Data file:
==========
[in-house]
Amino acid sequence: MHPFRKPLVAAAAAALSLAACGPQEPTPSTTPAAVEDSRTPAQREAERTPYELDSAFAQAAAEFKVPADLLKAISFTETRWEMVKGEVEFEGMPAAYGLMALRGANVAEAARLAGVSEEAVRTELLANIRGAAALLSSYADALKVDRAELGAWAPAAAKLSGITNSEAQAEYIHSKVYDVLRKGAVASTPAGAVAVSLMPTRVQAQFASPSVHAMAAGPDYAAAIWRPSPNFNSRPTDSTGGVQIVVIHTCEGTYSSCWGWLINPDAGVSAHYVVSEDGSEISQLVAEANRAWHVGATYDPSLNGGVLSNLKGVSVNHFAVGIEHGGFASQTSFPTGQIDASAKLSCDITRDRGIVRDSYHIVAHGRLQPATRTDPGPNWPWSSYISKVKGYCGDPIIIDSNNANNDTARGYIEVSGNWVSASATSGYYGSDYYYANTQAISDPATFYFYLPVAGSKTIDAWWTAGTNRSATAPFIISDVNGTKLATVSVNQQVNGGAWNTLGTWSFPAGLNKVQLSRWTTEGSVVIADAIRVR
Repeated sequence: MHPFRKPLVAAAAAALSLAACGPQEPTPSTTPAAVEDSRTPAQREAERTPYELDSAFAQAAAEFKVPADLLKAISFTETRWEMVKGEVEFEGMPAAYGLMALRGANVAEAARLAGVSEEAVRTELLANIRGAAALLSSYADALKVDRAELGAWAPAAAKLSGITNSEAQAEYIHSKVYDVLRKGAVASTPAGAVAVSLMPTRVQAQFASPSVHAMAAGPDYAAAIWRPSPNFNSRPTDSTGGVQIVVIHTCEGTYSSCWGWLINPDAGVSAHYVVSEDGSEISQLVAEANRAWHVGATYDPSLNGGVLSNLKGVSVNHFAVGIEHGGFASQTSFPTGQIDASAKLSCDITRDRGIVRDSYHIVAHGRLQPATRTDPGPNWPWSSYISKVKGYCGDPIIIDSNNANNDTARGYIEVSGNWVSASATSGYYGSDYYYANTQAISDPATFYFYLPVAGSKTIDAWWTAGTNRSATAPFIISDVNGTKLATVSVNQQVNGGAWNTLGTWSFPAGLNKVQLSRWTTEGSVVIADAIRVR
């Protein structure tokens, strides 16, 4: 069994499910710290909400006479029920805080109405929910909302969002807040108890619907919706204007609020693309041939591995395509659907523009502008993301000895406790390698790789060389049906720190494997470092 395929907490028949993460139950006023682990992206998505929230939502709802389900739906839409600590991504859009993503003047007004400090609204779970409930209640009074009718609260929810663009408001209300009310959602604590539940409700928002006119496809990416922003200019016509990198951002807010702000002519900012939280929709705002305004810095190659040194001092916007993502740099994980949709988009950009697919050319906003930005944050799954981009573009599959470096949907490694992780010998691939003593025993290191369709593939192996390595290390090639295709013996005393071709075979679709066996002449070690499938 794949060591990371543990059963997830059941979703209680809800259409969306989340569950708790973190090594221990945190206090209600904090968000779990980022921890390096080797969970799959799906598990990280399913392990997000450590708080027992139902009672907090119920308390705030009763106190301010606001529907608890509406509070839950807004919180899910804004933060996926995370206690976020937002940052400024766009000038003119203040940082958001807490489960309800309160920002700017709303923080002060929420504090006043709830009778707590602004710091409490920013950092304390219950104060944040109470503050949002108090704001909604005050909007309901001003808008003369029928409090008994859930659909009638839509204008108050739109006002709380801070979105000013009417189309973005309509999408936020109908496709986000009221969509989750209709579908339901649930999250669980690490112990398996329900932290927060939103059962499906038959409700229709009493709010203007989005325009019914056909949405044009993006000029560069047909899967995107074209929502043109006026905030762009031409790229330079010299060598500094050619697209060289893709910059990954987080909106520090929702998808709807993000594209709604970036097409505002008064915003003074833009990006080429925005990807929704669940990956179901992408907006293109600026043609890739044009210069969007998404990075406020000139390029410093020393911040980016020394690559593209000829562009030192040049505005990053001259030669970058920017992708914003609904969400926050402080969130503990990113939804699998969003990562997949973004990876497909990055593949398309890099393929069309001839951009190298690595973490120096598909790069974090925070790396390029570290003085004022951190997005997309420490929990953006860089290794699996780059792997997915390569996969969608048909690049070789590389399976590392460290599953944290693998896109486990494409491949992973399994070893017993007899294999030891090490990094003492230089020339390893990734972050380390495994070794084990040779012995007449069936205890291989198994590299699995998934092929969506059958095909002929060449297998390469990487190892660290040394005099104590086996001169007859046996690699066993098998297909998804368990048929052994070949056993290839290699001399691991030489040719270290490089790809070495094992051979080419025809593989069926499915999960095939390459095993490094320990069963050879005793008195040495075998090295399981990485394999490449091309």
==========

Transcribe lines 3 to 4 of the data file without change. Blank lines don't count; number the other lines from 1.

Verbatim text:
Repeated sequence: MHPFRKPLVAAAAAALSLAACGPQEPTPSTTPAAVEDSRTPAQREAERTPYELDSAFAQAAAEFKVPADLLKAISFTETRWEMVKGEVEFEGMPAAYGLMALRGANVAEAARLAGVSEEAVRTELLANIRGAAALLSSYADALKVDRAELGAWAPAAAKLSGITNSEAQAEYIHSKVYDVLRKGAVASTPAGAVAVSLMPTRVQAQFASPSVHAMAAGPDYAAAIWRPSPNFNSRPTDSTGGVQIVVIHTCEGTYSSCWGWLINPDAGVSAHYVVSEDGSEISQLVAEANRAWHVGATYDPSLNGGVLSNLKGVSVNHFAVGIEHGGFASQTSFPTGQIDASAKLSCDITRDRGIVRDSYHIVAHGRLQPATRTDPGPNWPWSSYISKVKGYCGDPIIIDSNNANNDTARGYIEVSGNWVSASATSGYYGSDYYYANTQAISDPATFYFYLPVAGSKTIDAWWTAGTNRSATAPFIISDVNGTKLATVSVNQQVNGGAWNTLGTWSFPAGLNKVQLSRWTTEGSVVIADAIRVR
């Protein structure tokens, strides 16, 4: 069994499910710290909400006479029920805080109405929910909302969002807040108890619907919706204007609020693309041939591995395509659907523009502008993301000895406790390698790789060389049906720190494997470092 395929907490028949993460139950006023682990992206998505929230939502709802389900739906839409600590991504859009993503003047007004400090609204779970409930209640009074009718609260929810663009408001209300009310959602604590539940409700928002006119496809990416922003200019016509990198951002807010702000002519900012939280929709705002305004810095190659040194001092916007993502740099994980949709988009950009697919050319906003930005944050799954981009573009599959470096949907490694992780010998691939003593025993290191369709593939192996390595290390090639295709013996005393071709075979679709066996002449070690499938 794949060591990371543990059963997830059941979703209680809800259409969306989340569950708790973190090594221990945190206090209600904090968000779990980022921890390096080797969970799959799906598990990280399913392990997000450590708080027992139902009672907090119920308390705030009763106190301010606001529907608890509406509070839950807004919180899910804004933060996926995370206690976020937002940052400024766009000038003119203040940082958001807490489960309800309160920002700017709303923080002060929420504090006043709830009778707590602004710091409490920013950092304390219950104060944040109470503050949002108090704001909604005050909007309901001003808008003369029928409090008994859930659909009638839509204008108050739109006002709380801070979105000013009417189309973005309509999408936020109908496709986000009221969509989750209709579908339901649930999250669980690490112990398996329900932290927060939103059962499906038959409700229709009493709010203007989005325009019914056909949405044009993006000029560069047909899967995107074209929502043109006026905030762009031409790229330079010299060598500094050619697209060289893709910059990954987080909106520090929702998808709807993000594209709604970036097409505002008064915003003074833009990006080429925005990807929704669940990956179901992408907006293109600026043609890739044009210069969007998404990075406020000139390029410093020393911040980016020394690559593209000829562009030192040049505005990053001259030669970058920017992708914003609904969400926050402080969130503990990113939804699998969003990562997949973004990876497909990055593949398309890099393929069309001839951009190298690595973490120096598909790069974090925070790396390029570290003085004022951190997005997309420490929990953006860089290794699996780059792997997915390569996969969608048909690049070789590389399976590392460290599953944290693998896109486990494409491949992973399994070893017993007899294999030891090490990094003492230089020339390893990734972050380390495994070794084990040779012995007449069936205890291989198994590299699995998934092929969506059958095909002929060449297998390469990487190892660290040394005099104590086996001169007859046996690699066993098998297909998804368990048929052994070949056993290839290699001399691991030489040719270290490089790809070495094992051979080419025809593989069926499915999960095939390459095993490094320990069963050879005793008195040495075998090295399981990485394999490449091309």